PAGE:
Stories tagged text messaging

May
26
2009

Is texting too much of a good thing?
Is texting too much of a good thing?Courtesy Brandon ChristopherWarren
Physicians and psychologists are starting to worry about a new risk to teen health, this time it has nothing to do with drugs or alcohol or other risky behavior. According to some researchers, teenage text-a-holics are beginning to suffer health effects associated with too much time spent hammering away on cell phone keys. These effects range from injured fingers and hands to anxiety, sleep deprivation and poor performance in school.

According to information provided by major cell phone companies, American teenagers sent and received an average of 2,272 text messages per month in late 2008. That's almost 80 messages a day, and the number appears to be growing with the rise of unlimited text message plans.

Some researchers believe that this rate of text communication - and the feeling of constant contact with parents and peers that it provides - may be altering the way that teenagers develop socially. Psychologist Sherry Turlke is quoted in a recent New York Times article:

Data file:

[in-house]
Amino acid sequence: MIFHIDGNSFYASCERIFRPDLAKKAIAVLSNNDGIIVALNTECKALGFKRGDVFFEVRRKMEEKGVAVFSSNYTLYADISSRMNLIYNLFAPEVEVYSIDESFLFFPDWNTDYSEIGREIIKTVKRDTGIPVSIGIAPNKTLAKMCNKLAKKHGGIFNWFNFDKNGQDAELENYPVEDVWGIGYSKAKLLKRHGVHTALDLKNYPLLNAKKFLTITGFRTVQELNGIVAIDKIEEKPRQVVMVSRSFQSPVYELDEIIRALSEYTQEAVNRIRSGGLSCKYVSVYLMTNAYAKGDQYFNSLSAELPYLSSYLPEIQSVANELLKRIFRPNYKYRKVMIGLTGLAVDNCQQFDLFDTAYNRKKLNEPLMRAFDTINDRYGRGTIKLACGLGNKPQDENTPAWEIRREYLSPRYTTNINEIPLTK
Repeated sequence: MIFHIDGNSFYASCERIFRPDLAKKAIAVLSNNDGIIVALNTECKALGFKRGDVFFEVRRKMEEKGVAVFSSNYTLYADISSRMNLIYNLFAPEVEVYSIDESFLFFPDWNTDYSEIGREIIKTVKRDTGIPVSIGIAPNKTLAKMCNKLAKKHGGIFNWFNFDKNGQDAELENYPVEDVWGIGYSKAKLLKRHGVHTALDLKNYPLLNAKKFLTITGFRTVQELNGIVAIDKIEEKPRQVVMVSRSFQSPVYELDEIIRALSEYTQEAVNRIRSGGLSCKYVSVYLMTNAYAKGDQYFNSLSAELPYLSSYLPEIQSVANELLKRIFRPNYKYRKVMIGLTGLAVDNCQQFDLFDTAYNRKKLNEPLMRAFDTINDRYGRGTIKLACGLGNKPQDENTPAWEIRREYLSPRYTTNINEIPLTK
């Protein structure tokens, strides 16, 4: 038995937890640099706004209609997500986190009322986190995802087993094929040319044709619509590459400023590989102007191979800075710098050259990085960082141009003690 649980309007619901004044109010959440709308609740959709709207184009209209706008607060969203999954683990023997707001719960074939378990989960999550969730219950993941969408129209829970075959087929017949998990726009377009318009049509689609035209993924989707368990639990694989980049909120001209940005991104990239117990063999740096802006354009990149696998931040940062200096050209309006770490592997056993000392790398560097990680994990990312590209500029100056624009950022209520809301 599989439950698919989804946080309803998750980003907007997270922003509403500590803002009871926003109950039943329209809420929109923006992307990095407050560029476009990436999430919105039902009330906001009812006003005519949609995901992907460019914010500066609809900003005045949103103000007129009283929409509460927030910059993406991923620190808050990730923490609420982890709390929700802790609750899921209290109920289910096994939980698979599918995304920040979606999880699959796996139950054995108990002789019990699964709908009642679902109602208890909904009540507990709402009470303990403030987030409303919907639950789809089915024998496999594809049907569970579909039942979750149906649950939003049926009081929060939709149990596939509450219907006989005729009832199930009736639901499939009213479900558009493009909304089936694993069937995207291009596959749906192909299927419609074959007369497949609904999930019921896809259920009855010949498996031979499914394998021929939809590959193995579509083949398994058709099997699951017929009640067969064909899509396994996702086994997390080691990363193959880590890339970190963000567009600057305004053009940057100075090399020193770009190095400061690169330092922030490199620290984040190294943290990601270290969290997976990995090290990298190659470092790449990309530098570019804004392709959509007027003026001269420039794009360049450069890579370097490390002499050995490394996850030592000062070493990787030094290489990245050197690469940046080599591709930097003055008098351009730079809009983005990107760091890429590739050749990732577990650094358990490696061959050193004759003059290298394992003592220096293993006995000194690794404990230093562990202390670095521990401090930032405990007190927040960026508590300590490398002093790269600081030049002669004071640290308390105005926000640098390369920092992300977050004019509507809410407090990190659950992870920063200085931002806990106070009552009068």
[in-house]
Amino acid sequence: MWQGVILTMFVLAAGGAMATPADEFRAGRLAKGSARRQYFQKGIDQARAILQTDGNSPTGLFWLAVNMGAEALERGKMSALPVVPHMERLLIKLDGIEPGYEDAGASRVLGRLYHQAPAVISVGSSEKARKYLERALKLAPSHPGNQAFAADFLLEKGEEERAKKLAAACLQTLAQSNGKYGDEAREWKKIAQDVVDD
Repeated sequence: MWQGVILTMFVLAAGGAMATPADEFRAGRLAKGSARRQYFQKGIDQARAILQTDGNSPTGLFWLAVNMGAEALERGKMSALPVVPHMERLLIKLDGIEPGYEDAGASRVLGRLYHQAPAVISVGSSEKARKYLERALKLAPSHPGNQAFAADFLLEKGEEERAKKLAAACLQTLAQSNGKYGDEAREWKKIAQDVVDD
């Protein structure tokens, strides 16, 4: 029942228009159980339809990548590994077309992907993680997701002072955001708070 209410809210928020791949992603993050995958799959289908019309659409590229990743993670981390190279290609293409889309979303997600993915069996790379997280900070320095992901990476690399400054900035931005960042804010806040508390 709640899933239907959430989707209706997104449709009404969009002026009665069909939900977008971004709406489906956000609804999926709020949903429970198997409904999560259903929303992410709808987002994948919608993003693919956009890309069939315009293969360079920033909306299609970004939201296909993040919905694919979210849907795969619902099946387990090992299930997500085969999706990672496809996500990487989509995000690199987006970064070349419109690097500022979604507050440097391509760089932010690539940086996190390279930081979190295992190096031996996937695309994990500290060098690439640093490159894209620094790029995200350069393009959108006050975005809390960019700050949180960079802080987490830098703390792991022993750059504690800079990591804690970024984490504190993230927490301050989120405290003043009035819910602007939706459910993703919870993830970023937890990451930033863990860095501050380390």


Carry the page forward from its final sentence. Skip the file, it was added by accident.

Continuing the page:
Among the jobs of adolescence are to separate from your parents, and to find the peace and quiet to become the person you decide you want to be. Texting hits directly at both those jobs.

In other words, in the past teenagers have needed distance from their parents and time alone to develop self-identity. But in the era of constant electronic communication, some worry that this path to development is becoming impossible for texting teens. So what will replace it?

Researchers are quick to point out that there are lots of good things about these new communication technologies, including the way that they make us all feel connected with one another, which is usually a good thing. But is it too much of a good thing?

Are doctors and parents worried because they just don't understand, or is texting really a risk to teen health?

Apr
01
2009

Calling ancient Egypt: Believe it or not, archaeologists in Egypt have discovered this crude device believed to be the first cellular signal transmitting device.
Calling ancient Egypt: Believe it or not, archaeologists in Egypt have discovered this crude device believed to be the first cellular signal transmitting device.Courtesy GAP archaeology specialists
With an avalanche of new archaeological discoveries coming from Egypt in recent weeks, this latest find has thrown all previous ideas of ancient Egyptian culture on end.